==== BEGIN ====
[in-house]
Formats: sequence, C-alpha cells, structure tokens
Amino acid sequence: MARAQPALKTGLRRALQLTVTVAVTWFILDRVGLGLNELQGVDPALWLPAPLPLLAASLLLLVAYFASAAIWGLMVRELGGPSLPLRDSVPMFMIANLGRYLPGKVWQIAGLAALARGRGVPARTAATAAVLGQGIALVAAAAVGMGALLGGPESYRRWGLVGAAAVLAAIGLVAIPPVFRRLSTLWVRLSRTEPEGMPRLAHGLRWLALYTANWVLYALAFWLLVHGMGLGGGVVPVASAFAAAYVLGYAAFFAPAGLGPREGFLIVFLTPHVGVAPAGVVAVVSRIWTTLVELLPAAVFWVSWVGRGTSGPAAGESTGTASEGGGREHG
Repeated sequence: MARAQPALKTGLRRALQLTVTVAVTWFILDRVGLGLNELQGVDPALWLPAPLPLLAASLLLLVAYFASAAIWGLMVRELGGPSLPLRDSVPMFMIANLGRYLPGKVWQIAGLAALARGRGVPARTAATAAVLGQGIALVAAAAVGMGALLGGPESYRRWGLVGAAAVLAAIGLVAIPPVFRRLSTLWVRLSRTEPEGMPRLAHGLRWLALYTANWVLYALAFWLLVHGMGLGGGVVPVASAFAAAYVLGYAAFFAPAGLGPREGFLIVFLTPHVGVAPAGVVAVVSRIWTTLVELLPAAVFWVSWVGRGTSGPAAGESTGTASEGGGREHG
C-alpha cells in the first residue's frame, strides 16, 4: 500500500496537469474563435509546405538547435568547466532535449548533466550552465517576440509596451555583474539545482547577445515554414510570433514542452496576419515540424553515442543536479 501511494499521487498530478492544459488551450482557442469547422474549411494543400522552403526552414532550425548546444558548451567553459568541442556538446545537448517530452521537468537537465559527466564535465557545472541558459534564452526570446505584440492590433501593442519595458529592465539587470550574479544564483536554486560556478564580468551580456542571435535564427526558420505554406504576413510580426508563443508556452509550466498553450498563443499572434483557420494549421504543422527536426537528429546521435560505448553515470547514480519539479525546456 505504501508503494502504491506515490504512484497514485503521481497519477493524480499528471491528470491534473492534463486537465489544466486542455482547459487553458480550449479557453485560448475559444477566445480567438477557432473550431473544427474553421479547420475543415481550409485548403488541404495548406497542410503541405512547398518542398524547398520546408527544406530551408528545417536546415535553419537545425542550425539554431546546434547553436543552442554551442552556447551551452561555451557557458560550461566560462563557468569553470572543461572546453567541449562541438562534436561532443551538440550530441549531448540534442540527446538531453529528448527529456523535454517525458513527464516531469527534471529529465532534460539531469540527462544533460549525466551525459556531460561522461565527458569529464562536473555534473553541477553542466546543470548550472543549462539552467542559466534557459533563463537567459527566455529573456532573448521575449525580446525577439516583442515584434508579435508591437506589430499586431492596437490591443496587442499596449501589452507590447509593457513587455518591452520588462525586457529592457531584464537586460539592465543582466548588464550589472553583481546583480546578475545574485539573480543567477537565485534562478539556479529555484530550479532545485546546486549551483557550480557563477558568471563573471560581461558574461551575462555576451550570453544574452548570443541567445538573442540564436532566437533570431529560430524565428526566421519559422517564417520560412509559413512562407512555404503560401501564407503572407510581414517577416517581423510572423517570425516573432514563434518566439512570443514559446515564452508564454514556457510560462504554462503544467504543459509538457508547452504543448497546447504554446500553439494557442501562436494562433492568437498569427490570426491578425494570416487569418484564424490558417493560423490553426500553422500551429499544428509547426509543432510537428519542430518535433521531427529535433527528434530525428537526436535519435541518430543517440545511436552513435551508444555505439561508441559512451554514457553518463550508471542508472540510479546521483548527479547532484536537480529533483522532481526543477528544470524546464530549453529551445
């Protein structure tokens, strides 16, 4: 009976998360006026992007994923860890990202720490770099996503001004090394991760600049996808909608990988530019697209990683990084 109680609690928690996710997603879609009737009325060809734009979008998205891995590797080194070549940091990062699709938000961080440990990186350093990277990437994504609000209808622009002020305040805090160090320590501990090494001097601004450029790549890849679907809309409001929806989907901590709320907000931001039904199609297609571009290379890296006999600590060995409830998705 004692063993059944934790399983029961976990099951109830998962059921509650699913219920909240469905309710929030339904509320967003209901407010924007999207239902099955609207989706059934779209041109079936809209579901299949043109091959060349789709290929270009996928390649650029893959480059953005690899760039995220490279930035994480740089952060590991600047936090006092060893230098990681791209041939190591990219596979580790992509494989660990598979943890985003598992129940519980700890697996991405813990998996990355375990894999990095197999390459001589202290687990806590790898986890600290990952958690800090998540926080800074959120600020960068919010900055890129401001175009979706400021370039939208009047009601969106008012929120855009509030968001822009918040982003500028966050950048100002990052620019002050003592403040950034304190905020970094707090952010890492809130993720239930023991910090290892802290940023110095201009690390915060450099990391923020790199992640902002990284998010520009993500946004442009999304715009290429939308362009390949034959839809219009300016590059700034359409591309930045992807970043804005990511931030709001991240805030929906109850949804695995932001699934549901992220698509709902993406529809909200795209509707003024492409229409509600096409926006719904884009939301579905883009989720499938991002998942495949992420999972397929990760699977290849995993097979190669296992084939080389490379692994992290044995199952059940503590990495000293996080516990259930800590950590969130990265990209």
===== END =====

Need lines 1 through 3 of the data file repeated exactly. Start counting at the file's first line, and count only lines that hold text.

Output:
[in-house]
Formats: sequence, C-alpha cells, structure tokens
Amino acid sequence: MARAQPALKTGLRRALQLTVTVAVTWFILDRVGLGLNELQGVDPALWLPAPLPLLAASLLLLVAYFASAAIWGLMVRELGGPSLPLRDSVPMFMIANLGRYLPGKVWQIAGLAALARGRGVPARTAATAAVLGQGIALVAAAAVGMGALLGGPESYRRWGLVGAAAVLAAIGLVAIPPVFRRLSTLWVRLSRTEPEGMPRLAHGLRWLALYTANWVLYALAFWLLVHGMGLGGGVVPVASAFAAAYVLGYAAFFAPAGLGPREGFLIVFLTPHVGVAPAGVVAVVSRIWTTLVELLPAAVFWVSWVGRGTSGPAAGESTGTASEGGGREHG